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May 11, 2007


Mathias Baumgartner

imho .web would have a hard time to rival .net. It might surpass .biz - but a beach head to eventually rival .com? I don't see that within a foreseeable future, unless technology, the nature of traffic, or public perceptions will change dramatically. That being said, I fully agree with your point: .web could potentially create a lot more value than .this .that or .niche

***FS*** Thanks Mathias.. that's exactly my point.

Kevin Ohashi


At least one state bought into the .travel, saw it advertised on TV, though it probably confused a lot of people as im sure nobody knows that .travel is even a valid thing to type in after the 'dot.'

***FS*** ..and the winner is travel.com .. Not trying to be unfairly hard on these new spaces.. but this is such a limited name space.. what good is adding it if only a few thousand will ever use them? If we had some viable namespaces as well, I wouldn't care so much about whether .travel and other sponsored tlds came to pass

Christopher Ambler

Thank you, I believe I agree :-)

David Wrixon (aka Rubber Duck)

ICANN recognise, that it is going to be necessary to grow the domain space a great deal in order to satisfy World demand going forward. They have also recognised they need to strategy for filling out the domain space. There objective is provide useful names to all that need them, but their goal is not to maximise the profits of speculators, and they have no desire to create new vehicles simply for the purposes of speculation.

The existing round of new TLDs was effectively started five years ago and is now reaching its conclusion. ICANN froze the whole damned thing sometime back because they themselves were unsatisfied with the outcomes, and they appreciated that there was a growing mountain of policy issues to address.

No new TLDs will be issued until the formulation of new TLD policy is complete. This is gaining momentum and will be pretty much all encompassing. It is address a wide variety of issues from a wide variety of perspectives. OK, you are never going to please everyone, but ICANN is actually formed of a number of constituent bodies that all have an input on policy. Effectively they reach out to various stakeholder bodies and try to get representive input from them. The include Governments, Business, Cultural and Lingusitic communities. The are trying to address a diverse range of issues from implementation of single character domains to IDN and the associated Intellectual Property considerations.

Ok, they are never going to please everyone and they probably won't get it alright. My biggest critisism is how long it is all taking, but the deeper you look the more you realise why it is not a simple as it all looks.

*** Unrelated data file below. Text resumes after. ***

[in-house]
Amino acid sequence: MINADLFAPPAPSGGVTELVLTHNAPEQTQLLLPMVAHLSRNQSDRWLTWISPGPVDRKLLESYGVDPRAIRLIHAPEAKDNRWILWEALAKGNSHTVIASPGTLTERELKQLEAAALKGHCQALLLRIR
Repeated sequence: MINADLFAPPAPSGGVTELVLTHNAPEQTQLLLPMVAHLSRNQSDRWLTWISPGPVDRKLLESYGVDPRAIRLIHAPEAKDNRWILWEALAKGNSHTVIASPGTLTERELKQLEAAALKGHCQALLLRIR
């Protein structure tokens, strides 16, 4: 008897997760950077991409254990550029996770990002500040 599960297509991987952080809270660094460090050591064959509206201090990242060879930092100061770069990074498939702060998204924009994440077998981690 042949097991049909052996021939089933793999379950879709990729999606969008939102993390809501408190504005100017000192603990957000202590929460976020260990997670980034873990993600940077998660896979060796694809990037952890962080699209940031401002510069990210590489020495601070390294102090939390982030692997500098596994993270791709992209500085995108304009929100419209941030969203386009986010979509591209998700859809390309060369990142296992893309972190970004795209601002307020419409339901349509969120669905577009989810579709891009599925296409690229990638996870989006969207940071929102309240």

One thing is certain, that complaining about the outcomes on bloggs will not change anything. If you are going to change things, you need to find a way of joining the ICANN process through one of the constituency organisations. Frankly, I wouldn't even dream of going there because it is going to be very difficult to exert much influence in an organisation that is rapidly becoming as complexed as the United Nations. What all serious domainers should be doing, however, is keeping a firm eye on the process and trying to determine how and when that will create speculation opportunities.

***FS*** That last sentence is a pretty good piece of advice.


Frank - While I agree .web could be an excellent rival extension to .com, what good will it be if the same allocation as .eu occurs?

We as speculators could drive down the accessibility, and increase the amount of parked pages across the tld space, and thereby actually decrease the value of the extension in the minds of consumers.

***FS*** Well said John.. I think speculators would initially take the creamiest of the cream but there would still be plenty of logical terms left for the everyman. A lot of speculators wouldn't be able to pay renewals on the longtail search-term names taken during a landrush.. Not saying its without problems but all-in-all it would be better that adding the current spate of limited and largely useless extensions.


It appears that many readers of this blog have strong and well thought out views about ICANN and what they should (or should not) do.

Today ICANN put out an announcement asking for people to express their views http://www.icann.org/announcements/announcement-10may07.htm

It will be interesting to see how many people in this community respond to the invitation and speak directly with ICANN.

Maybe you could run a thread that allows your readers to let us know what issues they have raised with ICANN. After all the future of the internet is in the safe hands of Web2.0 and that's all about transparent communities sharing information, yes? ;-}